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So you want to join the fun?

If you're not already a paid performer at a period event, you may have come to this site looking for a costume to wear. If you've stayed and ordered, then odds are you're serious about it. I would like to offer, then, a short list of things to remember when going to events like this.

While this site (and the list below) is geared to events set in 1300-1700 England, what's here is well suited to just about any event you'd want to visit.

    Blending In
  • Do your homework. What I mean by that is don't go to a 1500's faire dressed as a musketeer, or dressed in wimple and gorget and flowing robe. By the same token, don't dress in a black robe and claim to be a Franciscan monk (or brown claiming to be Benedictine).
  • Dress appropriately for the season. A lot of costumed patrons show up at renaissance faires wearing a cloak because that "defines" the period for them. In August, it looks ridiculous.
  • If you're not going to dress from head to foot, don't dress up. Don't wear tennis shoes with your garb. Performers can spot a costumed patron 95 times out of a hundred, and most of the time the giveaway is the shoes. Glasses run a close second.
  • Another giveaway is the accessories. There usually aren't any. Your average street performer is carrying his or her entire inventory on his or her person. That means a belt to hang things from and pouches to hang from the belt. Also bring something to eat with and out of, and something to drink from. Eating and drinking out of paper with the festival logo marks you.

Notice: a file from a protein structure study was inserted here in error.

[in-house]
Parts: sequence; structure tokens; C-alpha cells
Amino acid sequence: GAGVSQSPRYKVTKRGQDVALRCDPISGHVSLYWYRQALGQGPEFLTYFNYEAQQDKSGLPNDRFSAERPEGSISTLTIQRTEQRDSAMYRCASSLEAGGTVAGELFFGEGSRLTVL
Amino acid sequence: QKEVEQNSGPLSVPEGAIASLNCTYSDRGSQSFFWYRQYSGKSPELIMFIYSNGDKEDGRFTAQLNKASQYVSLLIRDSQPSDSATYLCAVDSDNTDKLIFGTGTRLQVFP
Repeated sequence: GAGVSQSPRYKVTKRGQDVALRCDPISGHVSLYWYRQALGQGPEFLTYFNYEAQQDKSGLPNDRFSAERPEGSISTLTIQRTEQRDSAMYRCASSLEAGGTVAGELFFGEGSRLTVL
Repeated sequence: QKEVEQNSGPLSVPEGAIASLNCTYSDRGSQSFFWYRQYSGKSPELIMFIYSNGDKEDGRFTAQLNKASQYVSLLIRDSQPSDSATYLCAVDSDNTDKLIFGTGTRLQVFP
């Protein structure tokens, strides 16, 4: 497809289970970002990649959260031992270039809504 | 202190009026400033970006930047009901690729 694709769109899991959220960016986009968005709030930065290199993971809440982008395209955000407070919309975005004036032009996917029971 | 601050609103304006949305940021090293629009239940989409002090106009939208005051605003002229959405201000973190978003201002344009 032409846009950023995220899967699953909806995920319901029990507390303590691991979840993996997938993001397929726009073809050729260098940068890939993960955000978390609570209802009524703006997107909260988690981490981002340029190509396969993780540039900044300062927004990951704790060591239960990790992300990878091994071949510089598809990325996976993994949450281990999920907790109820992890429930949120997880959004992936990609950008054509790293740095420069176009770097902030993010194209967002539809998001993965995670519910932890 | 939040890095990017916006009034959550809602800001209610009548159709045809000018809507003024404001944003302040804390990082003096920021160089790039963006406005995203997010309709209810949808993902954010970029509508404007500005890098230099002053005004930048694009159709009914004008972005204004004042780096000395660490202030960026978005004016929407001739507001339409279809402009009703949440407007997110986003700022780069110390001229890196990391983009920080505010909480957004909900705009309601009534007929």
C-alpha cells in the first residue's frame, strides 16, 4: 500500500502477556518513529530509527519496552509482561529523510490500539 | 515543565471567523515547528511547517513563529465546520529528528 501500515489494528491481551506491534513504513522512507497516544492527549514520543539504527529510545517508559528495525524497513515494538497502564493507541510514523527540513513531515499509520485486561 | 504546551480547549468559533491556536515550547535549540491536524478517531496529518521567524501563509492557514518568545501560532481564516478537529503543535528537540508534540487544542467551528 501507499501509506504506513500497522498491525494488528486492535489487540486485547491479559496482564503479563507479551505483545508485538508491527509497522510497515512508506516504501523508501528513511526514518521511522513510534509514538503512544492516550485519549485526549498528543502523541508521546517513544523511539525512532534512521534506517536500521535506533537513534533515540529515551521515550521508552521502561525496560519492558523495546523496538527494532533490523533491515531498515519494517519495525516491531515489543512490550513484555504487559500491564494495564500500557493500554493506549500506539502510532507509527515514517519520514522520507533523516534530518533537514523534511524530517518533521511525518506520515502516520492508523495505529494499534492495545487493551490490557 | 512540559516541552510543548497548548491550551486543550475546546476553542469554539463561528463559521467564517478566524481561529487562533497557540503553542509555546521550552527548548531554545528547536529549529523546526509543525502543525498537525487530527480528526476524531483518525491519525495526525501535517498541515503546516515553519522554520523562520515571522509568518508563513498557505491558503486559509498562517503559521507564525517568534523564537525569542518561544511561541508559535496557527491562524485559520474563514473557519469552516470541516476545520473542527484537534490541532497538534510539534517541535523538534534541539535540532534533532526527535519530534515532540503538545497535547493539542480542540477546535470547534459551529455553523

• Faire performers are, by and large, the most giving people you'll ever meet, but they have a very low tolerance for bullshit. What this means in practical terms is: if you want to talk to a street performer, dispense with the "What ho! cousin! Prithee, tellst thou me how fares thy day in this, the grandest of all shires." Instead, try normal, everyday english, and speak formally, respectfully. You'll be guided where to go from there by the reponse of the person you've approached.
  • Make sure the performer isn't already in an interaction with another patron or performer. Interrupting is impolite anyway - you compound the crime if the performer is busy doing his job.
  • Keep your interactions respectful. There's good reason for this: many performers are trained to do what they do and they get to do it every weekend, so they're fresh and well practiced. That makes it a little like challenging Wyatt Earp to a shootout; you may make it out alive, but you'll be full of holes.
  • There's another reason to stay respectful: if you're a jerk, most performers won't even bother with you. The goal is to have fun, and that means fun for all persons involved.
  • Always remember: this isn't your show. You paid to get in. Leave the performing to the performers. (There are some faires that will escort you from the premises if you get caught forgetting this rule. Kansas City is one.)



Seamlyne Reproductions is committed to creating the most comfortable tights, codpiece tights, shirts, and chemises that you'll find anywhere. Our tights are available with or without codpiece, and are ideal for renaissance festivals, stage performances, circuses and circus performers. Our shirts are perfect for a range of uses from high school plays to camera-ready, professional costuming applications.

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